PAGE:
Homer: You promised Lisa to help her with her costume. You made her cry. Then I cried. Then Maggie laughed — she’s such a little trooper.
There’s really no analyzing here- these are just damn funny episodes, worth watching again and again.
2. Last Exit to Springfield (Season 4)
Frequently called the greatest episode of the Simpsons, and with good reason. You need to watch it a few times to pick up on the unbelievable amount of humor crammed in to every second. It’s every bit as smart as it is funny, particularly in the scenes where newly elected union leader Homer is trying, and failing to negotiate terms with Mr. Burns. It contains one of the most memorable sequences in the show’s history (I am, of course, referring to the “Dental plan”/”Lisa needs braces” train of thought.)
Lots of great stuff worth mentioning scattered through the episode. After Marge tells the dentist that they don’t have a dental plan, he tells Lisa that her braces pre-date stainless steel, so she can’t get them wet. Homer envisions life as a union boss, where he’s dressed like a mafioso and sampling donuts from bakeries. Burns is flabbergasted by the protesters singing after he’s killed power to the town, ala the Grinch, and starts speaking in Seussical nonsense.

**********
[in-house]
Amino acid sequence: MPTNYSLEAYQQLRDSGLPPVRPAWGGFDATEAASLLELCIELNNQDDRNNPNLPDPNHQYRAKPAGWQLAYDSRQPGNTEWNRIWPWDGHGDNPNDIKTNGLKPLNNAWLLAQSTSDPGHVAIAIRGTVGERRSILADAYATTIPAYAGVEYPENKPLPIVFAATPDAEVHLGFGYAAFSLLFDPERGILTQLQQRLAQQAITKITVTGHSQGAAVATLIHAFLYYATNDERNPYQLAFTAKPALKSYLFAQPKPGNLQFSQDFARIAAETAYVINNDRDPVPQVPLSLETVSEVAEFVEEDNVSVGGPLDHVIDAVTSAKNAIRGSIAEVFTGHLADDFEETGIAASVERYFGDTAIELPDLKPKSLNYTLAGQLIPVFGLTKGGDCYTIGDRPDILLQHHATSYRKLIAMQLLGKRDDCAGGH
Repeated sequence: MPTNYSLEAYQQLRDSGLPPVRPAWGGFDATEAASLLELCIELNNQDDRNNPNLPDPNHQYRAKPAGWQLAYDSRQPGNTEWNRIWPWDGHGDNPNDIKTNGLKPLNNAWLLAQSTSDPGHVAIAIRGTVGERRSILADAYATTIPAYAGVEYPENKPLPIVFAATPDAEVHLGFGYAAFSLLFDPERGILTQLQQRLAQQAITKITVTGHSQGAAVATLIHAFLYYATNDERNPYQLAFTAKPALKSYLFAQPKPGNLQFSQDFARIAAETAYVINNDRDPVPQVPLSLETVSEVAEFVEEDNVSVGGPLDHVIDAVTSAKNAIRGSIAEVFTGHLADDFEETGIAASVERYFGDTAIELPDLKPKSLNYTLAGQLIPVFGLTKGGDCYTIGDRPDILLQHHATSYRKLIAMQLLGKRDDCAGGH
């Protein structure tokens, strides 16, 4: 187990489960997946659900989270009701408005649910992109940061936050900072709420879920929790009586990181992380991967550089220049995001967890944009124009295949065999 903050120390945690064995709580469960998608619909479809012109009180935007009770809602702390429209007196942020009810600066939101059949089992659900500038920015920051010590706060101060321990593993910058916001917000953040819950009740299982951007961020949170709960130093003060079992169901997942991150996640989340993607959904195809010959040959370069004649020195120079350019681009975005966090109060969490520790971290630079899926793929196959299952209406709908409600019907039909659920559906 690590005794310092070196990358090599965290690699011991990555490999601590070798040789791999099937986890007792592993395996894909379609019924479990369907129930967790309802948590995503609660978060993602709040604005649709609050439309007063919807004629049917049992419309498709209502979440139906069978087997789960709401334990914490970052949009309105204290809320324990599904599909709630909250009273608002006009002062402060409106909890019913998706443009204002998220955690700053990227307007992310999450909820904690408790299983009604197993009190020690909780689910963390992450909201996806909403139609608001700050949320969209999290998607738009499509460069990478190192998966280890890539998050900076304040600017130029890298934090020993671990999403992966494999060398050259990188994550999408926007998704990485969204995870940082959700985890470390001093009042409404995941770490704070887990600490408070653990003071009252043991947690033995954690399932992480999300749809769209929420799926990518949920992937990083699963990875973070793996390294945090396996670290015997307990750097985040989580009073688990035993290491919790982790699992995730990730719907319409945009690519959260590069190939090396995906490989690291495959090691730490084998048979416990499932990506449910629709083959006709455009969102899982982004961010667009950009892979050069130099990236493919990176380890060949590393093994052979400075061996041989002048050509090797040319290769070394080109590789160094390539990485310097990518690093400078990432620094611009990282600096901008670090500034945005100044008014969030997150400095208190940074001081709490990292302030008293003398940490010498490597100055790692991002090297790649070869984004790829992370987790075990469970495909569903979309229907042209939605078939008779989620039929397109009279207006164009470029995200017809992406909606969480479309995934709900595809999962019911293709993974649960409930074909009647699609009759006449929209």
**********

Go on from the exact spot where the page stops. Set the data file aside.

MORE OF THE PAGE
There are two other great conversations between Homer and Burns that make for some of the episode’s funniest moments. The first is based on a simple misunderstanding, showing Homer isn’t quite cut out for the work of facing Burns:
Burns: We don’t have to be adversaries, Homer. We both want a fair union contract.
Homer”s Brain: Why is Mr. Burns being so nice to me?
Burns: And if you scratch my back, I’ll scratch yours.
Homer’s Brain: Wait a minute. Is he coming onto me?
Burns: I mean, if I should slip something into your pocket, what’s the harm?
Homer’s Brain: My God! He is coming onto me!
Burns: After all, negotiations make strange bedfellows.[chuckle] [wink]
Homer’s Brain: Aaaaaagh!
Homer: Sorry, Mr. Burns, but I don’t go in for these back door shenanigans. Sure, I’m flattered, maybe even a little curious, but the answer is no!
The second joke is even simpler, but written brilliantly:
Homer’s Brain: Oh, man. I have to go to the bathroom. Why did I have all that beer and coffee and watermelon?
Burns: Now Homer, I know what you’re thinking. I want to take the pressure off. Now, it doesn’t take a `whiz’ to know that you’re looking out for `Number One’. Well, listen to me, and you’ll make a big splash very soon.
Homer then runs off to find the bathroom in Burns’ mansion, trying every door he can find with no success. The scene cuts back to Burns for a minute, and Homer later returns. Burns asks if he found the bathroom alright, and Homer reluctantly responds, “…uh… yeah…”
Among all the humor and all the cleverness, what really makes the episode shine is Homer himself. The combined efforts of writers, animators, and Dan Castellaneta all land in the right spots to create Homer at his finest- as a well-meaning, good-hearted, simple-minded oaf who at the end of the episode wins nothing more than being a hero to his family.
1. Bart Sells His Soul (Season 7)